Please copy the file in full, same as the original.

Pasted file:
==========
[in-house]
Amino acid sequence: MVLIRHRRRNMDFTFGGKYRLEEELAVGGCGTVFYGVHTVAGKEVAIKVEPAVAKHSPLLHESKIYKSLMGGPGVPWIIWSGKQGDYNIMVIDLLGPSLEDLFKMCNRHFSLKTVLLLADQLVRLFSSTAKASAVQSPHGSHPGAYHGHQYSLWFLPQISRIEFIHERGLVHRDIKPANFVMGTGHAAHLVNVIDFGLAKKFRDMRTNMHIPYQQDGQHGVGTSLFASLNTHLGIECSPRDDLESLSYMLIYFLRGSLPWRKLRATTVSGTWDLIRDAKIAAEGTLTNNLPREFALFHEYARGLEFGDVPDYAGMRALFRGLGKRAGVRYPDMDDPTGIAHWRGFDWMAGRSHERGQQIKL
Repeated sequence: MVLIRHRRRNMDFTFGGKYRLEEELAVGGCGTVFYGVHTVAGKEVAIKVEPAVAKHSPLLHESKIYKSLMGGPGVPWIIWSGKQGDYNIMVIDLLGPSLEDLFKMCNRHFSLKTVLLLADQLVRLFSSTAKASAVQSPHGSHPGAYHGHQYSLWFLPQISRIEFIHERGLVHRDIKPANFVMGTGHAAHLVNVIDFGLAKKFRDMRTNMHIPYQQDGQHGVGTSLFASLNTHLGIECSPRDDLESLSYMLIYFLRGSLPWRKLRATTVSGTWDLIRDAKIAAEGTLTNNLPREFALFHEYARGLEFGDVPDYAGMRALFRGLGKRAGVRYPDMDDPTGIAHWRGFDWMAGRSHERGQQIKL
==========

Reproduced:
[in-house]
Amino acid sequence: MVLIRHRRRNMDFTFGGKYRLEEELAVGGCGTVFYGVHTVAGKEVAIKVEPAVAKHSPLLHESKIYKSLMGGPGVPWIIWSGKQGDYNIMVIDLLGPSLEDLFKMCNRHFSLKTVLLLADQLVRLFSSTAKASAVQSPHGSHPGAYHGHQYSLWFLPQISRIEFIHERGLVHRDIKPANFVMGTGHAAHLVNVIDFGLAKKFRDMRTNMHIPYQQDGQHGVGTSLFASLNTHLGIECSPRDDLESLSYMLIYFLRGSLPWRKLRATTVSGTWDLIRDAKIAAEGTLTNNLPREFALFHEYARGLEFGDVPDYAGMRALFRGLGKRAGVRYPDMDDPTGIAHWRGFDWMAGRSHERGQQIKL
Repeated sequence: MVLIRHRRRNMDFTFGGKYRLEEELAVGGCGTVFYGVHTVAGKEVAIKVEPAVAKHSPLLHESKIYKSLMGGPGVPWIIWSGKQGDYNIMVIDLLGPSLEDLFKMCNRHFSLKTVLLLADQLVRLFSSTAKASAVQSPHGSHPGAYHGHQYSLWFLPQISRIEFIHERGLVHRDIKPANFVMGTGHAAHLVNVIDFGLAKKFRDMRTNMHIPYQQDGQHGVGTSLFASLNTHLGIECSPRDDLESLSYMLIYFLRGSLPWRKLRATTVSGTWDLIRDAKIAAEGTLTNNLPREFALFHEYARGLEFGDVPDYAGMRALFRGLGKRAGVRYPDMDDPTGIAHWRGFDWMAGRSHERGQQIKL